- Taking it outside: Over the years the Steelers have selected defensive ends who played in a 4-3 defense, but are hybrids that can switch to outside linebacker in a 3-4 defense. But things are changing in the college ranks, and more of those ends are playing straight outside linebacker, something that works to the team's advantage.
"There are less projections or less conversions," said Coach Mike Tomlin. "We talked about it for the first time a couple of years ago when we drafted Jarvis Jones. He is a guy that played outside linebacker and played on two feet in college. When we're talking about trends in college football I think that that's another trend. I think you're seeing more and more guys actually playing the 3-4 outside linebacker position in college than you did a number of years ago." 2. Character counts:* *The Steelers have always been a team that has looked at an individual's character before considering drafting him, checking all areas of their life and investigating any red flags. But with the popularity of social media and every small note now headline news, it's up to the teams to investigate players even further, and to find out if sometimes mountains truly are made out of mole hills.
"I think (character has) always been important for us," said General Manager Kevin Colbert. "It probably changes. It's a different world as we all know. Social media makes it everybody's business as to what a player's transgressions may have been in college. Maybe in the past the public didn't know about it. It was up to the teams to maybe manage the issues that you were dealing with. Now that doesn't exist anymore. There's so much information that's available. I think that part of it has changed.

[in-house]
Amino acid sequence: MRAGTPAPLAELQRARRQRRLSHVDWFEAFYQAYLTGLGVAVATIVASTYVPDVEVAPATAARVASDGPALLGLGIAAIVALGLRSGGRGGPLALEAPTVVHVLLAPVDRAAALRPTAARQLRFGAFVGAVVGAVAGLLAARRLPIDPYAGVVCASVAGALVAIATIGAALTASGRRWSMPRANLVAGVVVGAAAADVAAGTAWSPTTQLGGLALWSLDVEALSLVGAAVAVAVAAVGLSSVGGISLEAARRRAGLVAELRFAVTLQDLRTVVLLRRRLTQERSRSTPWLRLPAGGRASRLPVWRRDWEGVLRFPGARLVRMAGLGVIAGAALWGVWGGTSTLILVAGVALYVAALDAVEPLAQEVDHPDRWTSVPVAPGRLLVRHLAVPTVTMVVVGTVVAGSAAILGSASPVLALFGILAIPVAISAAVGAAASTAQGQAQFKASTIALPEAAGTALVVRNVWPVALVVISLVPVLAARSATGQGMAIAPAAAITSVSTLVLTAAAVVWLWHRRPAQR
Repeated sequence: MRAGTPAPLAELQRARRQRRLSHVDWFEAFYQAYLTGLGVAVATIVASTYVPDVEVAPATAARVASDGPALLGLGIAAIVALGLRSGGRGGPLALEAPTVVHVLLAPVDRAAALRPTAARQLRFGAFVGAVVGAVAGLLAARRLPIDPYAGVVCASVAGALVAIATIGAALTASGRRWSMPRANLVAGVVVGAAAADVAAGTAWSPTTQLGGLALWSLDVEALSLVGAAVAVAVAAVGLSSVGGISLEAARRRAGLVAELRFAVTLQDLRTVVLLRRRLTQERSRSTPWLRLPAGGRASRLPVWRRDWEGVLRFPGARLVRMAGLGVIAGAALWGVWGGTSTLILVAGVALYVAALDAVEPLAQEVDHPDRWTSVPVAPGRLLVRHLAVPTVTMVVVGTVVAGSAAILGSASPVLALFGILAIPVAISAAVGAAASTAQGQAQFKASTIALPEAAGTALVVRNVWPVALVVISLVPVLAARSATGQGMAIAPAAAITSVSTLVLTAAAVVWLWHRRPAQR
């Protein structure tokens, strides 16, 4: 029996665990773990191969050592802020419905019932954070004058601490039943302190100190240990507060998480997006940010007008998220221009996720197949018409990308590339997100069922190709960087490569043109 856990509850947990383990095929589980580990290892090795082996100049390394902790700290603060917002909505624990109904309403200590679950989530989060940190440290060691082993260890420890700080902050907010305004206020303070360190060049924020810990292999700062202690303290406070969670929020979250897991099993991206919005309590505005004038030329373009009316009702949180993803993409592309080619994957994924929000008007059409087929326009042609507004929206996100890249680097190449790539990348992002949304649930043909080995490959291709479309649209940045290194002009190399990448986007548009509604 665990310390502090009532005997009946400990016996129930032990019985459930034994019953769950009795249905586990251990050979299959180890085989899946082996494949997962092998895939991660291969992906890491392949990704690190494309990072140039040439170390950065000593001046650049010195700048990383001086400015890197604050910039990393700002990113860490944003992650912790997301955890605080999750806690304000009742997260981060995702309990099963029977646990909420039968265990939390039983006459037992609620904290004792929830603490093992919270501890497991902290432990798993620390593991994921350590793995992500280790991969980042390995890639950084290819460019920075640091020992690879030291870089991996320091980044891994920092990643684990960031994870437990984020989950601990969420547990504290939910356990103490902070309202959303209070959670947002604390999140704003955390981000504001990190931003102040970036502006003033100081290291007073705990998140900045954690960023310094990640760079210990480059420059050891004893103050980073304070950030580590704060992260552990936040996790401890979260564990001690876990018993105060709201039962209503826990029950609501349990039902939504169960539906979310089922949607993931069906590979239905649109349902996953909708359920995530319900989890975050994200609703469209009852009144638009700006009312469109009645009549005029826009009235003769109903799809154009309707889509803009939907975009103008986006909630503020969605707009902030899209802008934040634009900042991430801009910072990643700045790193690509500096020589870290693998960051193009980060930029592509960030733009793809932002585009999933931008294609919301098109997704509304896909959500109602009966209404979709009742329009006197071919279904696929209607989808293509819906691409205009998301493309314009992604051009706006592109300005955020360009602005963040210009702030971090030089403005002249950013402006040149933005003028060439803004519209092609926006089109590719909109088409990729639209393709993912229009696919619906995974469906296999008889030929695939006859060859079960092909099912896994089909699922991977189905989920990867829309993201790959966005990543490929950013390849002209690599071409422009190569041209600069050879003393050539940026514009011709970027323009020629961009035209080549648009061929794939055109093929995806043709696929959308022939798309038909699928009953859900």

"The character is always going to be, always has been and always will be important. We're going to do our due diligence and find out as much as we can about a person that's had some type of issue. Again, I will always try to say, you sort out what's real and what's rumored. If you find out what's real, then you find out whether or not you can deal with it and whether you want to deal with it. And that's what we'll try to do."
- Timing is everything: The NFL Draft used to be one or two days, with rapid fire picks and no television coverage. Of course those days are long gone, with it now a television extravaganza that takes place over three days. The good news this year, though, is when those three days fall. Last year it was held May 8-10, but this year it's been moved forward to April 30-May 2.
"The draft has become an event, and that's fine," said Colbert. "I don't think that it's ever going to go back to the way it used to be. I think this time period right here is probably ideal, because it gave us enough time to get through the pro day season, which we think is important. And it gave us time to thoroughly go through our meetings. Last year when it was in mid-May it was way too late. You didn't need that much time to meet. And the pro days had already been over for six weeks. So that to me was excessive.
"I think right where we are right now is as ideal as it's going to be. I wish we could move it up a little bit, because if you do your evaluations quickly, a lot of times the spring lets the teams that don't do their evaluations correctly catch up. And we then get too much shared information. I think it has homogenized the process to a point, but that's never going to change."